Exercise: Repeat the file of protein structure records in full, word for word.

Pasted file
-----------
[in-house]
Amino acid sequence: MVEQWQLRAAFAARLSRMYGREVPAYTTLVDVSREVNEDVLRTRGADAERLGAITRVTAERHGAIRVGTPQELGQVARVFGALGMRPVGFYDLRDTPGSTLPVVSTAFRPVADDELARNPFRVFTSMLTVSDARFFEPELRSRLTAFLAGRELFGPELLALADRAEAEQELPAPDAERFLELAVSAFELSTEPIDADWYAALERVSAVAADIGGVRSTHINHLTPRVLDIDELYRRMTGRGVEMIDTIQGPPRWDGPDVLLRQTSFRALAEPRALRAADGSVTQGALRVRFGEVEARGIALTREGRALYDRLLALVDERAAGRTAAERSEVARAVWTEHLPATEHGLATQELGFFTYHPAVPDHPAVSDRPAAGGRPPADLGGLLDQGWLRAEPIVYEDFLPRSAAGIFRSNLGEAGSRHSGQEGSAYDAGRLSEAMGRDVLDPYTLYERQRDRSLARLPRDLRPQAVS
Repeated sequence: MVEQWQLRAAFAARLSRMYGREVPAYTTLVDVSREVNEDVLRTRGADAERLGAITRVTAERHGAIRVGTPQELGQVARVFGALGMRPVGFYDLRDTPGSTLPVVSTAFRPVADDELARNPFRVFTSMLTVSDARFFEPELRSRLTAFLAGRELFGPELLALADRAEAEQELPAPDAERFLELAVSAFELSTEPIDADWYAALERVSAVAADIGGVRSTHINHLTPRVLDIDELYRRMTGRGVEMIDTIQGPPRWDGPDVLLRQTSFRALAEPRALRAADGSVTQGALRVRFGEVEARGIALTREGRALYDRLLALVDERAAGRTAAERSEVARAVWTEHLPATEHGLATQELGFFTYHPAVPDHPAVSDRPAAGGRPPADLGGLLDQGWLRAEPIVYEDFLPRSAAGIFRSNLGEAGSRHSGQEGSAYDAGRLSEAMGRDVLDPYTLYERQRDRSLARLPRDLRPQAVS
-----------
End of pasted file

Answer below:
[in-house]
Amino acid sequence: MVEQWQLRAAFAARLSRMYGREVPAYTTLVDVSREVNEDVLRTRGADAERLGAITRVTAERHGAIRVGTPQELGQVARVFGALGMRPVGFYDLRDTPGSTLPVVSTAFRPVADDELARNPFRVFTSMLTVSDARFFEPELRSRLTAFLAGRELFGPELLALADRAEAEQELPAPDAERFLELAVSAFELSTEPIDADWYAALERVSAVAADIGGVRSTHINHLTPRVLDIDELYRRMTGRGVEMIDTIQGPPRWDGPDVLLRQTSFRALAEPRALRAADGSVTQGALRVRFGEVEARGIALTREGRALYDRLLALVDERAAGRTAAERSEVARAVWTEHLPATEHGLATQELGFFTYHPAVPDHPAVSDRPAAGGRPPADLGGLLDQGWLRAEPIVYEDFLPRSAAGIFRSNLGEAGSRHSGQEGSAYDAGRLSEAMGRDVLDPYTLYERQRDRSLARLPRDLRPQAVS
Repeated sequence: MVEQWQLRAAFAARLSRMYGREVPAYTTLVDVSREVNEDVLRTRGADAERLGAITRVTAERHGAIRVGTPQELGQVARVFGALGMRPVGFYDLRDTPGSTLPVVSTAFRPVADDELARNPFRVFTSMLTVSDARFFEPELRSRLTAFLAGRELFGPELLALADRAEAEQELPAPDAERFLELAVSAFELSTEPIDADWYAALERVSAVAADIGGVRSTHINHLTPRVLDIDELYRRMTGRGVEMIDTIQGPPRWDGPDVLLRQTSFRALAEPRALRAADGSVTQGALRVRFGEVEARGIALTREGRALYDRLLALVDERAAGRTAAERSEVARAVWTEHLPATEHGLATQELGFFTYHPAVPDHPAVSDRPAAGGRPPADLGGLLDQGWLRAEPIVYEDFLPRSAAGIFRSNLGEAGSRHSGQEGSAYDAGRLSEAMGRDVLDPYTLYERQRDRSLARLPRDLRPQAVS